Microsoft, Analysts Team Up to Improve Patch Management

Microsoft and Securosis security analysts are joining forces to develop a model businesses can use to evaluate their patch management processes in terms of cost and efficiency. The effort is being called Project Quant.

Ever wonder how it was that the Conficker worm spread so rapidly even though there was a patch available for the Microsoft vulnerability it exploited?

As it turns out, the patch management process is not as straightforward or simple as outsiders might imagine. With that in mind, Microsoft is teaming up with security consulting company Securosis to create metrics that can be used to assess the efficiency of an organization's patching process. In an effort called Project Quant, the duo will give organizations a model with which to calculate the total cost of patch management.

"Most of the medium to larger businesses that I have worked with have at least some sort of a good patch management process in there, particularly for their desktop patches," said Rich Mogull, founder of Securosis. "But home users, small businesses [and] all these other organizations definitely are a lot worse."

Even the big guys don't get it perfect, however.

"A lot of the server stuff is handled separately from desktops, so these patches go out way slower because they are worried about when can they take the server down, those kind of things," Mogull said. "[Also] there's a lot of times a misperception that, 'Oh, we're behind the firewall so we're safe.'"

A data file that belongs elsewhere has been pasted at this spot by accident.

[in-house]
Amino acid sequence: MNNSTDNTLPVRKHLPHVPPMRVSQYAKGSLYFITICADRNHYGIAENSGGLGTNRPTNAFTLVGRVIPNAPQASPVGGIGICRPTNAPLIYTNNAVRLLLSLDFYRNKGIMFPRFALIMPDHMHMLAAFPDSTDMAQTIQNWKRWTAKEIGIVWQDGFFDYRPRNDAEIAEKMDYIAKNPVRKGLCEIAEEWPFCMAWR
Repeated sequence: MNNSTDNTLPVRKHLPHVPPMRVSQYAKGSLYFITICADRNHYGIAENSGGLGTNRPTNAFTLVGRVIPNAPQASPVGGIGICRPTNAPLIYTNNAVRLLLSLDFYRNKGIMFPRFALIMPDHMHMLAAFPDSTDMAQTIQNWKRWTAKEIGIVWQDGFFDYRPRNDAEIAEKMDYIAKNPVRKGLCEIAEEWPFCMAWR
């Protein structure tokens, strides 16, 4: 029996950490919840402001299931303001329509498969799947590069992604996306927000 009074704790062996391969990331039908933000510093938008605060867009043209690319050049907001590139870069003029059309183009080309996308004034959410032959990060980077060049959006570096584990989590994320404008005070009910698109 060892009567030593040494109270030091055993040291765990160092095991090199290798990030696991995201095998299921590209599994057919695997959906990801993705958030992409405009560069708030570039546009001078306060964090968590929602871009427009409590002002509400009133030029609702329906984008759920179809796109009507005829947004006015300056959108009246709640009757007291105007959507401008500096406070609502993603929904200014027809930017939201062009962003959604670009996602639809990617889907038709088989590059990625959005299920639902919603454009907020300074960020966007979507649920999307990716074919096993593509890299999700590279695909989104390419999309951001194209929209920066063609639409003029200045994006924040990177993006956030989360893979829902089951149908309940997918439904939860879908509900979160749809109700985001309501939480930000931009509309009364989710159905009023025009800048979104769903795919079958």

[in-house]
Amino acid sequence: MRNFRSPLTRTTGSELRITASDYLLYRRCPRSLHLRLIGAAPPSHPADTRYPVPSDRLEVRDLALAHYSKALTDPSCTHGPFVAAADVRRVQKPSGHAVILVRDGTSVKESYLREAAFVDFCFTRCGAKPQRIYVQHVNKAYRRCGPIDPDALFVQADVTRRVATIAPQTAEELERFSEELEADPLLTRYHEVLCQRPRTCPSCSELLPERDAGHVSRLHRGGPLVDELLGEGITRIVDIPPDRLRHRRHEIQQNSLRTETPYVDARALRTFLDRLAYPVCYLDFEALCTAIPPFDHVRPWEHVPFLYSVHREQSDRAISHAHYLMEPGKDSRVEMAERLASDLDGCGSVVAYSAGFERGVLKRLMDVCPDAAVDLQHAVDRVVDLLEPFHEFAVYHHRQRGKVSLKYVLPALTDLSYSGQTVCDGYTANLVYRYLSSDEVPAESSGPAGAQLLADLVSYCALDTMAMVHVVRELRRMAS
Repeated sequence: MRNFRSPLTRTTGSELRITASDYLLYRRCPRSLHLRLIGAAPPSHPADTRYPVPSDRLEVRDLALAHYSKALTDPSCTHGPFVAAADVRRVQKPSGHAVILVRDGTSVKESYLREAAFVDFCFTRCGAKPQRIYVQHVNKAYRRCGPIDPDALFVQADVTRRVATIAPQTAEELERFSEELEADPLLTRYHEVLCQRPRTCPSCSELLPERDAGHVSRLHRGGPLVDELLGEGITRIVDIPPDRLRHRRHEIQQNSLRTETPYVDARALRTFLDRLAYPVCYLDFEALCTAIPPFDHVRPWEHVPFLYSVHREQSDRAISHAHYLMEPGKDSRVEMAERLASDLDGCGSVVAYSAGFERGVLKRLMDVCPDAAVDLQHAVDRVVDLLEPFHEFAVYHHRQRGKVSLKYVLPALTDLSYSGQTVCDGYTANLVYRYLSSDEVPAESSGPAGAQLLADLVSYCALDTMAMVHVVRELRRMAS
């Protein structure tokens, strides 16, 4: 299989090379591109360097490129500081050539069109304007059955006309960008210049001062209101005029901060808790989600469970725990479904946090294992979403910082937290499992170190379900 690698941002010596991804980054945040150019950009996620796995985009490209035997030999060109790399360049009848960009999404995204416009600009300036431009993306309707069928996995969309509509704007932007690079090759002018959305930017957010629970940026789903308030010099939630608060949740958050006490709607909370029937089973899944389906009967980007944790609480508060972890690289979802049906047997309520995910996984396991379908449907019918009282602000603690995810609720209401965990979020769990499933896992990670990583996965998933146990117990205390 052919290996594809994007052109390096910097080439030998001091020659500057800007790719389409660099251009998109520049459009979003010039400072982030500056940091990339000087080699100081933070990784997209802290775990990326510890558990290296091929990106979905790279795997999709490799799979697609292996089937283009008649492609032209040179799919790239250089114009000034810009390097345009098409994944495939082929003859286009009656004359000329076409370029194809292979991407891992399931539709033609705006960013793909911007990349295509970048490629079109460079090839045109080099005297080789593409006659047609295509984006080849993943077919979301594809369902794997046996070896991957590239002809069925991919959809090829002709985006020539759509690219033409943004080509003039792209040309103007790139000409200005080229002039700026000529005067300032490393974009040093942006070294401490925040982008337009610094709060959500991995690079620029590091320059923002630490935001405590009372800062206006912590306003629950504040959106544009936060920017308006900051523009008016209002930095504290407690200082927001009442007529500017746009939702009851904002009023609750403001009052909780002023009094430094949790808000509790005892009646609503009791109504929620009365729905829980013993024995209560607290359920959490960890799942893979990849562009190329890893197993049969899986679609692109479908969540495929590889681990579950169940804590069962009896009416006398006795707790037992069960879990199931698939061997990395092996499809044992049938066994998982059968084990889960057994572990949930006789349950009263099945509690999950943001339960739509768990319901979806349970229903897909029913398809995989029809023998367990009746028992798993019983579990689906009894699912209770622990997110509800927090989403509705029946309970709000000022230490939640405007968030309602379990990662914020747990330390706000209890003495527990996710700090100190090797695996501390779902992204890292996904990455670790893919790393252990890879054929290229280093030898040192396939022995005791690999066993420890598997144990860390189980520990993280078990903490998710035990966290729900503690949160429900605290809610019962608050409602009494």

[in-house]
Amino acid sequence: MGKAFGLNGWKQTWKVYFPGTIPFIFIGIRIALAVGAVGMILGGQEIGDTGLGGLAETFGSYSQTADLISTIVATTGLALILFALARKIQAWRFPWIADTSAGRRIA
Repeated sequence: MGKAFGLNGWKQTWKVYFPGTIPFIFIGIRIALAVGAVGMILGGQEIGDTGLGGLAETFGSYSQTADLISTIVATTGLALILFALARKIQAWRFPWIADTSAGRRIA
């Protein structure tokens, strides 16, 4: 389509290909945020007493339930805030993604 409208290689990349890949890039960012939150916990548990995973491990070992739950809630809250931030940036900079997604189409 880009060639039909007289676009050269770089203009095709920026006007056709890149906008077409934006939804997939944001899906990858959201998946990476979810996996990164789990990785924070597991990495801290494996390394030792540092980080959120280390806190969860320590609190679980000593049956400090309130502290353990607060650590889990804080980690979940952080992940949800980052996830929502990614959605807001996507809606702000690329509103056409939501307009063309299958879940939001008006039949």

The consequences of being unpatched can be dire. In its Intelligence Report for the second half of 2008, Microsoft found that 91.3 percent of attacks against Microsoft Office exploited a single vulnerability that was patched more than two years ago (CVE-2006-2492).

In an e-mail, Qualys CTO Wolfgang Kandek told eWEEK that in general the company sees Microsoft patches being applied quickly in the beginning, reaching about 50 percent after 30 days. At that point, the patching slows down.

"I do not know why so many machines remain unpatched, but people are definitely aware of the state these machines are in through our reporting tools," Kandek said. "It is possible that these are machines that have just entered an organization and are temporarily unmanaged, i.e. do not have automatic patching enabled. Another explanation would be that patching and potentially impacting on the functioning of the machine poses a greater problem than the risk of exploitation."

Project Quant will encompass the patching process as a whole and will not just deal with Microsoft fixes. Ultimately, Project Quant will deliver a written report and a spreadsheet-based model. It is slated to be finished around June, according to the Securosis blog.